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European Stocks Trade Mixed as Investors Eye Key Inflation Data

European stock markets showed mixed performance on Tuesday as U.K. markets resumed trading after a bank holiday. Investors are keenly awaiting key inflation data from both Europe and the U.S., which could offer insights into future monetary policies.


As of 03:10 ET (07:10 GMT), Germany’s DAX index edged up by 0.2%, while France’s CAC 40 slipped by 0.1%, and the U.K.’s FTSE 100 also fell by 0.1%.


Key Inflation Data in Focus

The FTSE 100 lagged behind on Tuesday, returning to activity after the late May bank holiday. However, overall market sentiment remained positive, bolstered by dovish remarks from European Central Bank (ECB) officials.


ECB policymaker Francois Villeroy de Galhau suggested in a Monday interview that the ECB has substantial leeway for rate cuts and that current market expectations for long-term easing are reasonable. Meanwhile, ECB Chief Economist Philip Lane emphasized that future interest rate cuts would be adjusted based on the strength of underlying inflation and demand.

With the ECB’s interest rate cut in June almost a certainty, investors are now speculating about subsequent moves. The upcoming eurozone inflation report, scheduled for release on Friday, is expected to show a slight increase to 2.5% year-on-year in May from 2.4% in April, with core inflation remaining steady at 2.7%.

In the U.S., the Federal Reserve’s preferred inflation measure, the personal consumption expenditures price index, is also set to be released on Friday. This data will be crucial in determining the Fed’s stance on interest rates for the remainder of the year. Additionally, several Federal Reserve officials, including Governor Michelle Bowman and Cleveland Fed President Loretta Mester, are scheduled to speak throughout the week, potentially providing further insights into monetary policy.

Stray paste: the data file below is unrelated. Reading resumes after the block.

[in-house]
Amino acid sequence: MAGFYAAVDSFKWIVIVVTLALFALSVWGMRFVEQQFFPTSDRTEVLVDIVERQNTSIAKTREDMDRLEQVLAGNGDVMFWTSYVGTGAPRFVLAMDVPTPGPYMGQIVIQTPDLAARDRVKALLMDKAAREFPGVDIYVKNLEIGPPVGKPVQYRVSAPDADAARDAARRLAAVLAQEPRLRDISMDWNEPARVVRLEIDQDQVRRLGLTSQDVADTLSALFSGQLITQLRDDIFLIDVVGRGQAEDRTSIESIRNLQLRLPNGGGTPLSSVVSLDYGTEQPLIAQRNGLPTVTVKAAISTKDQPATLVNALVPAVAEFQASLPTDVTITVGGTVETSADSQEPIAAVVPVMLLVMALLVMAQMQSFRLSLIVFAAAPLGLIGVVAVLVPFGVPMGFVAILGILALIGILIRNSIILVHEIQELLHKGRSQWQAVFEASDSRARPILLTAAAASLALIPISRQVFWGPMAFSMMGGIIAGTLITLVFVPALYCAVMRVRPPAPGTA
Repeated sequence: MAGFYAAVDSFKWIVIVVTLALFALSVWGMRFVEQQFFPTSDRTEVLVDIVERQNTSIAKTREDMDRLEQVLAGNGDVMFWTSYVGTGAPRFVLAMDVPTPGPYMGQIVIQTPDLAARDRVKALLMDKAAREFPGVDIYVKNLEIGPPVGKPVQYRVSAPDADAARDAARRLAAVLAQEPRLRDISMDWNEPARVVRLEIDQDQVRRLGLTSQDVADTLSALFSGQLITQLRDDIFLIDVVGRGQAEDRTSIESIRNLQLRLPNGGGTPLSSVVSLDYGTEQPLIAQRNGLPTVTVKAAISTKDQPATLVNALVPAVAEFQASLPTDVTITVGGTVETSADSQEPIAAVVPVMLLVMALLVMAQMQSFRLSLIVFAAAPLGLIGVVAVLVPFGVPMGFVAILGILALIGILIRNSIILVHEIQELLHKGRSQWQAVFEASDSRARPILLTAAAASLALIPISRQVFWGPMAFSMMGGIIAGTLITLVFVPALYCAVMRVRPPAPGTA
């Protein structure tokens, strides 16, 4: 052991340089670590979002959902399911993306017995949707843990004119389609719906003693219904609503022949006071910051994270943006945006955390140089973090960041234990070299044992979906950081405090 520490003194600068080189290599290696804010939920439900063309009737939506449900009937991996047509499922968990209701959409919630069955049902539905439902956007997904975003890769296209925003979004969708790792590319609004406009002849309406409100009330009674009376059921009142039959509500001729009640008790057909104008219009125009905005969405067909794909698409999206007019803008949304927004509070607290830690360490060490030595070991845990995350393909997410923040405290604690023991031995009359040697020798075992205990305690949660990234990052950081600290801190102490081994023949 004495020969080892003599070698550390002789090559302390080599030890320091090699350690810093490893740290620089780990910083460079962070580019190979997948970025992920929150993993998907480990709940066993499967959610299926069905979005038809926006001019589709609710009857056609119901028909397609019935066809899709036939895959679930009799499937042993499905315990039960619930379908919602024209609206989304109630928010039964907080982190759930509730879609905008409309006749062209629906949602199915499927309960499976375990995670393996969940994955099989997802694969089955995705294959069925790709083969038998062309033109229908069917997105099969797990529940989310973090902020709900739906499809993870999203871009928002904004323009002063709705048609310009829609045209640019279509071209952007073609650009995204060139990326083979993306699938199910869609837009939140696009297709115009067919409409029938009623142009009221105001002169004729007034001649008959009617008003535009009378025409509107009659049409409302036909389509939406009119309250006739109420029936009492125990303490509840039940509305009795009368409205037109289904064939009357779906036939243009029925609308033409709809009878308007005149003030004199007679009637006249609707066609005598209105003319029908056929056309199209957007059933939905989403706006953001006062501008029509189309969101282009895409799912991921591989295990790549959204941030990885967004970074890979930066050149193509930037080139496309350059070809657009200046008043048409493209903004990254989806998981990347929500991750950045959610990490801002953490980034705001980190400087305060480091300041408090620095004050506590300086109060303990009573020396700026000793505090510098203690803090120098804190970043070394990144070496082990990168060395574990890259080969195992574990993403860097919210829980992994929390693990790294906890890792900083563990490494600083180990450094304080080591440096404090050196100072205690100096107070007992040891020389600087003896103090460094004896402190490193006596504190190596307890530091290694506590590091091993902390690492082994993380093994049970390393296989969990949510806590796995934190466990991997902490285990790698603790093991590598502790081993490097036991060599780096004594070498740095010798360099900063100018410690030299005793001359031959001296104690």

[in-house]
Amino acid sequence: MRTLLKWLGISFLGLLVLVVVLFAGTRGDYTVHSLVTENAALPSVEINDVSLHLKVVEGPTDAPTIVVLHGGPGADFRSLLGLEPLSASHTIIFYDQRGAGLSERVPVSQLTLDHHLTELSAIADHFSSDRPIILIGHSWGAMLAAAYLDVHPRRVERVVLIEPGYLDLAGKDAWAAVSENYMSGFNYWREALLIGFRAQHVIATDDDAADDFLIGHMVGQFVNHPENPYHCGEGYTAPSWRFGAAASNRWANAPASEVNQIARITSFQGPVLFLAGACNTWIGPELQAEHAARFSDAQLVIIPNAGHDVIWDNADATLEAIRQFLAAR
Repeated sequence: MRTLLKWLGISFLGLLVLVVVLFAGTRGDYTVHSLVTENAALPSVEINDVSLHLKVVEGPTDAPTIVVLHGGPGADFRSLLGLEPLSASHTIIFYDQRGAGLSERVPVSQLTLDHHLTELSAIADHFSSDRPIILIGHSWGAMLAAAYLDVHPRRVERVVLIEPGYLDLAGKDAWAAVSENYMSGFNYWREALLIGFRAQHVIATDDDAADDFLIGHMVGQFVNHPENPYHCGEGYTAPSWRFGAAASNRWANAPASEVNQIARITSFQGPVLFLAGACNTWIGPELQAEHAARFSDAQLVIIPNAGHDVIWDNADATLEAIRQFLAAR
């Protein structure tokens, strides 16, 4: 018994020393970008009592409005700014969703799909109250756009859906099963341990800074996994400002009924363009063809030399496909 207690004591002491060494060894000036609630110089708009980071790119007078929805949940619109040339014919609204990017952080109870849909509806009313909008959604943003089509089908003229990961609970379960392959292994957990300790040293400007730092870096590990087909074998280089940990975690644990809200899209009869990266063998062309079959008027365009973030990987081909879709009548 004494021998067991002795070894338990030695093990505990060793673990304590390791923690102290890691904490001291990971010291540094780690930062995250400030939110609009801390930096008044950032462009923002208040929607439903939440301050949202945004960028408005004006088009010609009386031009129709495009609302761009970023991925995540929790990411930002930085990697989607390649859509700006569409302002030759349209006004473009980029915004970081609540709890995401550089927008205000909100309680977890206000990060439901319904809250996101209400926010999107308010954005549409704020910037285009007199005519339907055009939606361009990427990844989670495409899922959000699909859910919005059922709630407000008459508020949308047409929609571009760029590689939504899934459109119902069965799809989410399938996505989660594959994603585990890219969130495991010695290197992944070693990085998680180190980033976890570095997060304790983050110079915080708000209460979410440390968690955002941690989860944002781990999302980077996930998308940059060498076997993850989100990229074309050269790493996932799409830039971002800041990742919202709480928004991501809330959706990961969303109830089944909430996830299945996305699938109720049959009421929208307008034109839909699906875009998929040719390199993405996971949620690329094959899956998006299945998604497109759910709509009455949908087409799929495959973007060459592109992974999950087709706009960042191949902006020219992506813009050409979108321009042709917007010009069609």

Uptick in European Equity Flows

The corporate earnings season has mostly concluded, with few significant reports expected. However, there has been a notable increase in flows into European equities recently. Analysts at Goldman Sachs highlighted this trend, pointing out that Europe has seen minimal net inflows since 2020, suggesting potential for further investment increases in the region.

Goldman Sachs analysts noted, “We think there is room for flows to pick up,” reflecting a more optimistic outlook for European markets that have been relatively underfavored in recent years.

As investors navigate the mixed signals and await crucial inflation data, the European stock markets remain poised for potential shifts depending on upcoming economic indicators and central bank communications.